Pursue the career of your dreams. All Emergency Medicine training institutions and courses are certified by the Health Professions Council South Africa (HPCSA).
Becoming an emergency care practitioner in the pre-hospital setting requires intense study. It is also imperative to have passed maths, science and biology as matric subjects in order to be eligible.
“In the past, a short four-week course would qualify you as a Basic Ambulance Assistant,” says Ryan Wills, Training Manager: Emergency Medical Care. “After a year of working, you would then be able to study for up to six months to become an Ambulance Emergency Assistant. After gaining more experience in the field (up to two years) you would then be eligible to enrol in the Critical Care Assistance course which qualified you as an Advanced Life Support paramedic.”
However, as Wills adds, there has long been a push for emergency medical care study into the higher education space (university or technikon). In January 2017, Dr Aaron Motsoaledi, then Minister of Health, published regulations that ended the Basic Ambulance Assistant and the Critical Care Assistant pre-hospital emergency care short course training, with effect from February 2018. Ambulance Emergency Assistant training ceased in January 2020.
As Dr Simpiwe Sobuwa, Head of the Department of Emergency Medical Care & Rescue, Faculty of Health Sciences, Durban University of Technology, says in a paper published in the Australasian Journal of Paramedicine this regulation signalled the end of an era of pre-hospital emergency care short courses that have been in existence since the early 1980s.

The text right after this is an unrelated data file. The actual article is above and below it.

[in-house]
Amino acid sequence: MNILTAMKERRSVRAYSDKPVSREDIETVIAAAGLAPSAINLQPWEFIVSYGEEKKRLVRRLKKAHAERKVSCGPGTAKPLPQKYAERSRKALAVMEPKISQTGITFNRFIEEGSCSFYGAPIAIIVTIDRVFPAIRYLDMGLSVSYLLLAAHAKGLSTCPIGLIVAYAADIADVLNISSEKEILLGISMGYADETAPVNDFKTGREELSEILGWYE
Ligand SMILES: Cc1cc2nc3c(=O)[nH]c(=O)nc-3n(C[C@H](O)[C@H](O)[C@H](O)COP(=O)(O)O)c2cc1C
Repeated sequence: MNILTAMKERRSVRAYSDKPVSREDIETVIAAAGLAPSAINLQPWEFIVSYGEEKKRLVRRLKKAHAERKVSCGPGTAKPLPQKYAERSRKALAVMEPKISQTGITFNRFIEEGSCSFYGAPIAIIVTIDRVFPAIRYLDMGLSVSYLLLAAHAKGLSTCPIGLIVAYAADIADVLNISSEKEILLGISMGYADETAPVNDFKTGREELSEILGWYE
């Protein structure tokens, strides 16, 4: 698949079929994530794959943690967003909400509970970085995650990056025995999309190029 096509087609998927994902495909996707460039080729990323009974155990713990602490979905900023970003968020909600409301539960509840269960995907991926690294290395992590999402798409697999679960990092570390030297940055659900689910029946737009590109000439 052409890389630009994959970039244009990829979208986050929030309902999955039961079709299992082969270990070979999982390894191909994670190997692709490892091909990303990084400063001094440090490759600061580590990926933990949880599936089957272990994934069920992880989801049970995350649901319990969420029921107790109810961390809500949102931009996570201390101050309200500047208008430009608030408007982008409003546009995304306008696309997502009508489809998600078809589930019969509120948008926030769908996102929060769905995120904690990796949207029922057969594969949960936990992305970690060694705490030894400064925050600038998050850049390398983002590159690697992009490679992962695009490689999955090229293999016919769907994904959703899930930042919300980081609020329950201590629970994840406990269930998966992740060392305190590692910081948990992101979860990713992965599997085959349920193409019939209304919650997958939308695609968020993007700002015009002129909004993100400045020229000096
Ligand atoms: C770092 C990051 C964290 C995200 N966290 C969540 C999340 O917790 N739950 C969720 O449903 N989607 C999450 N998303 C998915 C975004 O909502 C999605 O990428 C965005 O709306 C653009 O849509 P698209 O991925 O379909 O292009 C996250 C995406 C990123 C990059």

“In the emergency services profession, we are part of the larger healthcare system,” Wills says. “Being a paramedic is no different from any other allied health profession – there is a misconception that a paramedic has a second-rate medical qualification when compared to a nurse or doctor. That is not the case.”
At present, the National Emergency Care Education and Training (NECET) policy has a three-tiered Emergency Medical Services education and training framework that is aligned to the South African National Qualifications Sub-Framework. The entry-level emergency care qualification is now a one-year National Qualifications Framework (NQF) level 5, 120-credit Higher Certificate in Emergency Medical Care.
The next qualification is a two-year NQF level 6, 240-credit Diploma in Emergency Medical Care. A four-year NQF level 8, 480-credit professional Bachelor of Emergency Medical Care degree is currently the highest qualification.
Graduates of this degree programme are qualified as Emergency Care Practitioners and able to provide the highest level of pre-hospital emergency care available.
Furthermore, a paramedic can, after the completion of the Bachelor degree, pursue a Master’s degree and also a doctoral degree in Emergency Medical Care.
Contact the university of your choice for further information on costs as well as entrance requirements.
Wills adds that apart from rigorous study, paramedics need to be prepared to challenge themselves when it comes to physical fitness and rescue training. “Becoming an emergency services practitioner requires perseverance and commitment,” he says. “It’s definitely not a job; it’s a calling.”
Mediclinic offers the Diploma in Emergency Medical Care in Cape Town.